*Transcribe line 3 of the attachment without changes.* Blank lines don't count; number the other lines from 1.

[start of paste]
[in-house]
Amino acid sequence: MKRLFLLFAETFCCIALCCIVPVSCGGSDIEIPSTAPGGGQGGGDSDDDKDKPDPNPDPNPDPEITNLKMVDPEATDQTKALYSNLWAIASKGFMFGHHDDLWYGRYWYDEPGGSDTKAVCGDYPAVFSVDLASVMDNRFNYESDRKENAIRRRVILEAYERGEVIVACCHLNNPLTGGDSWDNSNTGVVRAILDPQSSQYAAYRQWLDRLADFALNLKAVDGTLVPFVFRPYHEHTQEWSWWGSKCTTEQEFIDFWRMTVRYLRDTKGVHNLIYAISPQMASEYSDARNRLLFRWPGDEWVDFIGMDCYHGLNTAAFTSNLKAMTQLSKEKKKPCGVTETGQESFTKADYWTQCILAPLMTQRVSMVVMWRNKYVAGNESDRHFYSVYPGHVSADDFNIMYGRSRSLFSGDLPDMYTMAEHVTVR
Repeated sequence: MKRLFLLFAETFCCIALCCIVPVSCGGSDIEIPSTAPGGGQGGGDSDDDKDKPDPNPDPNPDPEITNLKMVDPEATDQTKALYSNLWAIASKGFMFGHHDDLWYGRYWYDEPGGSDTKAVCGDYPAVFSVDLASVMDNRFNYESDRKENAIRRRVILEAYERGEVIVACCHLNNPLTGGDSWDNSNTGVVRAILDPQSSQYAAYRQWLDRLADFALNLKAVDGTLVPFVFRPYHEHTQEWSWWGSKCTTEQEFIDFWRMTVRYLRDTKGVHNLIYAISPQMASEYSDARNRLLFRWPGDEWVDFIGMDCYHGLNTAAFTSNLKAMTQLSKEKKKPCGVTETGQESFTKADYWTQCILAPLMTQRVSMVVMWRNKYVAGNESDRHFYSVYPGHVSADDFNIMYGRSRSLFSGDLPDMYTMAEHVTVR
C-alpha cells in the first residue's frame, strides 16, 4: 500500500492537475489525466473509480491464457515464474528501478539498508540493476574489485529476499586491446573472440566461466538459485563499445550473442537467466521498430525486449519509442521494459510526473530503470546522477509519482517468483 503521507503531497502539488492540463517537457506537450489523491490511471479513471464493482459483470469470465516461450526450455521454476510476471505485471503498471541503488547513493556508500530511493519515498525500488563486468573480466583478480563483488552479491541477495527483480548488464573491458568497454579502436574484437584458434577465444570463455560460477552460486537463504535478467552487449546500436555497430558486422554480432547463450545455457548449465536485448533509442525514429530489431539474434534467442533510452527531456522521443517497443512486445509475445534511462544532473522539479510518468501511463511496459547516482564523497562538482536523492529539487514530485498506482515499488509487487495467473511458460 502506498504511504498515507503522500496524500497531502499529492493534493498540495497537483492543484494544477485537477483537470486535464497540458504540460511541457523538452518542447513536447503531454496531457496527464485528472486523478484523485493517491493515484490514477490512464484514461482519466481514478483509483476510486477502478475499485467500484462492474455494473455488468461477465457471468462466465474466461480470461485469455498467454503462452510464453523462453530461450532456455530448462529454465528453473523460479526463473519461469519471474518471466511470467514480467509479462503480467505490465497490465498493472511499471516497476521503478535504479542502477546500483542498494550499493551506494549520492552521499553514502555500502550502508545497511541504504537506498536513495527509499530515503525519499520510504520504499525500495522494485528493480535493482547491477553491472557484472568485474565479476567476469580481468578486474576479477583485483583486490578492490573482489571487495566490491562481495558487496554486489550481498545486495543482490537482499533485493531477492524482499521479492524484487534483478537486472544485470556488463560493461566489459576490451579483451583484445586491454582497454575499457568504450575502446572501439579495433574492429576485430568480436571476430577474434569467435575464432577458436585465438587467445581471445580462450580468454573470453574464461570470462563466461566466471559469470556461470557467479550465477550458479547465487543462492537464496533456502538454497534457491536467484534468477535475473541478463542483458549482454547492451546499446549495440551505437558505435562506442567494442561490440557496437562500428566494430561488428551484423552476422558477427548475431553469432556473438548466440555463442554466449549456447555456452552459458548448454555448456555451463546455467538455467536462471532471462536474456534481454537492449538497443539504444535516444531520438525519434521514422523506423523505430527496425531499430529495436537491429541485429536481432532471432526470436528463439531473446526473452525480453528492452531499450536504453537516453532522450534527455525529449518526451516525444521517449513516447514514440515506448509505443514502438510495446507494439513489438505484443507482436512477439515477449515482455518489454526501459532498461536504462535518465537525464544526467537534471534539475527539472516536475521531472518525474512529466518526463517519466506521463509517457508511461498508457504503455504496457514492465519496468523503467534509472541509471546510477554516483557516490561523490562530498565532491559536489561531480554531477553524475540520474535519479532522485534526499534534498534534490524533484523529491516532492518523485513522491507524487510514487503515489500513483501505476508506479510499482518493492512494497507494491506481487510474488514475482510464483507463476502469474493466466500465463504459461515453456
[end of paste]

Repeated sequence: MKRLFLLFAETFCCIALCCIVPVSCGGSDIEIPSTAPGGGQGGGDSDDDKDKPDPNPDPNPDPEITNLKMVDPEATDQTKALYSNLWAIASKGFMFGHHDDLWYGRYWYDEPGGSDTKAVCGDYPAVFSVDLASVMDNRFNYESDRKENAIRRRVILEAYERGEVIVACCHLNNPLTGGDSWDNSNTGVVRAILDPQSSQYAAYRQWLDRLADFALNLKAVDGTLVPFVFRPYHEHTQEWSWWGSKCTTEQEFIDFWRMTVRYLRDTKGVHNLIYAISPQMASEYSDARNRLLFRWPGDEWVDFIGMDCYHGLNTAAFTSNLKAMTQLSKEKKKPCGVTETGQESFTKADYWTQCILAPLMTQRVSMVVMWRNKYVAGNESDRHFYSVYPGHVSADDFNIMYGRSRSLFSGDLPDMYTMAEHVTVR